Indexing the Works of Shakespeare in Elasticsearch – Part 4, Searching via Web API in .NET 5
Full source code available here.
- Part 1 - Infrastructure as Code
- Part 2 - Bulk Indexing
- Part 3 - Sending the Lines to Kinesis
- Part 4 - Searching via Web API in .Net 5
This is part four of my four-part series on indexing the works of Shakespeare in Elasticsearch.
In this, I’ll show how to use the Elasticsearch “low level client” to perform the search. Previously, I wrote a blog showing how to use a HttpClient to perform the search using Json, and this works fine, but Steve Gordon suggested I try the Elastic client as it supports things like connection pooling and still lets me use Json directly with Elasticsearch.
To go along with the Elastic “low level client” there is a “high level client” called NEST, I have tried both and prefer to stick with Json, but you may find them more useful.
Because I develop on a few languages, Json is the natural choice for me. I use it when querying from Node.js, inside a HTTP client (Fiddler, Rest Client, etc) when figuring out my queries and I want to use it in .NET.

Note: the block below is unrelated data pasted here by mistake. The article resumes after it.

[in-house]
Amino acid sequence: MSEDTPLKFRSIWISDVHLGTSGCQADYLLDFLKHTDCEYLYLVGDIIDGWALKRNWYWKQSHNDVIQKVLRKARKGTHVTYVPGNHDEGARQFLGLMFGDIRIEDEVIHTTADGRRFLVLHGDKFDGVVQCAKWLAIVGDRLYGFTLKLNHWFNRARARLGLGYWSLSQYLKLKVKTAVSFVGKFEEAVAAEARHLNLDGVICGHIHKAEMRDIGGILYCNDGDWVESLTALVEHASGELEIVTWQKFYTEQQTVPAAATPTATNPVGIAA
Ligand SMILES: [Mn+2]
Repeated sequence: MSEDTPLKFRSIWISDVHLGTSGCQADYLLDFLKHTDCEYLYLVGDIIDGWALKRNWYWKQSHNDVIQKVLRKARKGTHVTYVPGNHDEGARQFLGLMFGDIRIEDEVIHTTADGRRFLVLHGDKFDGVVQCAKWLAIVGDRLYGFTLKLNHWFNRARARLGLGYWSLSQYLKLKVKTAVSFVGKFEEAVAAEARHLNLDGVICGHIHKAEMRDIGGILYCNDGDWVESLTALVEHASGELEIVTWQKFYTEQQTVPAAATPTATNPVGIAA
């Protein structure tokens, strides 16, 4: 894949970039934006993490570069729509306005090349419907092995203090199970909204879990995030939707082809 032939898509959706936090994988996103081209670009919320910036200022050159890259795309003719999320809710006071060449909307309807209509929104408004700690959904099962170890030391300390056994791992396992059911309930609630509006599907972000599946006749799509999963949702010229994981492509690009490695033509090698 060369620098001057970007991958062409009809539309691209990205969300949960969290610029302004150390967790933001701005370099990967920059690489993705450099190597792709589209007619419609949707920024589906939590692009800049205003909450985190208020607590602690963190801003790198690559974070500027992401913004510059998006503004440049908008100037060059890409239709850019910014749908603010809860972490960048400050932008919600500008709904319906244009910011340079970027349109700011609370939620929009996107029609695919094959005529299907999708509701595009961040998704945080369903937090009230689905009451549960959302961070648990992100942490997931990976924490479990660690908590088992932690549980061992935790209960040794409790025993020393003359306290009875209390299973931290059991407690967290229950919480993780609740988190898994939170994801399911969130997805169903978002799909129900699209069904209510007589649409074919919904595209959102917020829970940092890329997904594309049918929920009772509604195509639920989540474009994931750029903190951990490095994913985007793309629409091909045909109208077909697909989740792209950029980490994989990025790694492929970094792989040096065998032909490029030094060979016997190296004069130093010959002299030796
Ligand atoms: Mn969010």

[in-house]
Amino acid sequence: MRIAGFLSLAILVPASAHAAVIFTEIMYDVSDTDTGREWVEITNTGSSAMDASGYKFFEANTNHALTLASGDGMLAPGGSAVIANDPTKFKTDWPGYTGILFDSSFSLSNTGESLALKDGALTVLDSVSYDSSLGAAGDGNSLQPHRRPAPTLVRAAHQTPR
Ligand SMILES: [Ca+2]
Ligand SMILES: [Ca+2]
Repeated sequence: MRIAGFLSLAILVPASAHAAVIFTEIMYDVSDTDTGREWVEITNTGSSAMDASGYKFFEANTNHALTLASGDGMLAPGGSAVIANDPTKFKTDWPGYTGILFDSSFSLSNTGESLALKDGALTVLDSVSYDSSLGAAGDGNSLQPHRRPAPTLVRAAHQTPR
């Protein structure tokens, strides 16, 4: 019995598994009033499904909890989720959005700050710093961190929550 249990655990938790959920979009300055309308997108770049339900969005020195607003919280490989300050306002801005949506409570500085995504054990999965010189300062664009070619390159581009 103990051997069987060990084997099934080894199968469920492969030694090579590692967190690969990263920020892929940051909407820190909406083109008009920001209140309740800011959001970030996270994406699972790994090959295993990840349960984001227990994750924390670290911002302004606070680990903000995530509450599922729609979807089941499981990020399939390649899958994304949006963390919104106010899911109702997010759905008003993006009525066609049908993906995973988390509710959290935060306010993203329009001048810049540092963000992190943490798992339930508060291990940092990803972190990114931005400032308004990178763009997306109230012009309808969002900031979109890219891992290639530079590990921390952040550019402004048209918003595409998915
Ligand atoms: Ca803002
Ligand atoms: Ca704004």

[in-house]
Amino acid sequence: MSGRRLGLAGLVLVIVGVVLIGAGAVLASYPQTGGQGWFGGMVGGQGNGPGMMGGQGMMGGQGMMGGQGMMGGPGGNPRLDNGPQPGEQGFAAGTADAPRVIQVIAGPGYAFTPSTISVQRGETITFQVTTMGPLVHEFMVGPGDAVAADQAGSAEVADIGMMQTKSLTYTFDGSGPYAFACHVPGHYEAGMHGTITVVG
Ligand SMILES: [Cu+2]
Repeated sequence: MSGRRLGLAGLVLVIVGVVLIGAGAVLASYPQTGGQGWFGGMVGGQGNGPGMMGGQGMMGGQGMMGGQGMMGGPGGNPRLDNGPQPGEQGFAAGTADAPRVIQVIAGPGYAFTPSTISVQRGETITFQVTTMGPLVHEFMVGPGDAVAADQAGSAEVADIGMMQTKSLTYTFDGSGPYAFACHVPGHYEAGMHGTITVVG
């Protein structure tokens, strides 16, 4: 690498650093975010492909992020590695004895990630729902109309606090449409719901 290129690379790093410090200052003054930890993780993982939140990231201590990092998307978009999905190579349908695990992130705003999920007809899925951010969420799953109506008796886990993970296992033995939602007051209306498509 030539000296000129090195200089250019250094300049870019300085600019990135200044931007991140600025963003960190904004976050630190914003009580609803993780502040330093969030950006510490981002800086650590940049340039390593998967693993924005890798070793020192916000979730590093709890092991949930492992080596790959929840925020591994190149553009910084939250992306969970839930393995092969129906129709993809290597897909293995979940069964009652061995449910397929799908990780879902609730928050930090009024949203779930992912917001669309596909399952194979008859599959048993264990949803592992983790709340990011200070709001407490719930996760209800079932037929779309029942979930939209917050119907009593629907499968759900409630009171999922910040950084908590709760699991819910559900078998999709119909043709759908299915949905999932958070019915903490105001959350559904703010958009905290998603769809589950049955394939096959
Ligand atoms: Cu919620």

But Json and C# don’t go together very well, you have to jump through hoops to make it work with escaping. Or, as I have done, use a creative approach to deserializing via dynamic objects (I know some people won’t like this), I find this much more convenient than converting my Json queries to the Elastic client syntaxes.
This example shows how to use a Web API application to search for a piece of text in isolation or within a specific play.
There is very little to do here.
Startup.cs add the following to the
ConfigureServices(..) method -
services.AddSingleton<ElasticLowLevelClient>(new ElasticLowLevelClient(new ConnectionConfiguration(new Uri("http://localhost:9200"))));
In the SearchController add the following to pass the Elasticsearch client in via dependency injection -
I have two action methods, one to search for a play and line, and one to search for a line across all plays (I know they could be combined into a single action method, I want to keep things simple) -
All very straightforward so far, but now comes the “creative” approach to handling the Json problems.
I put my Elasticsearch queries into their own files. The first is
And the second is
These Json queries are loaded into dynamic objects and the relevant values are set in C#. See lines 5 and 14 & 15.
The strings the above methods return are the queries that will be sent to Elasticsearch.
The below method makes the request and deserializes the response into the
ESResponse class. That class was generated by https://json2csharp.com/.
You might have noticed that I use
Newtonsoft Json, this is because
System.Text.Json does not support dynamic deserialization, see this discussion - https://github.com/dotnet/runtime/issues/29690.
That’s it, searching, and parsing Elasticsearch results via a Web API application, feels a bit messy, but hope it helps.
Full source code available here.
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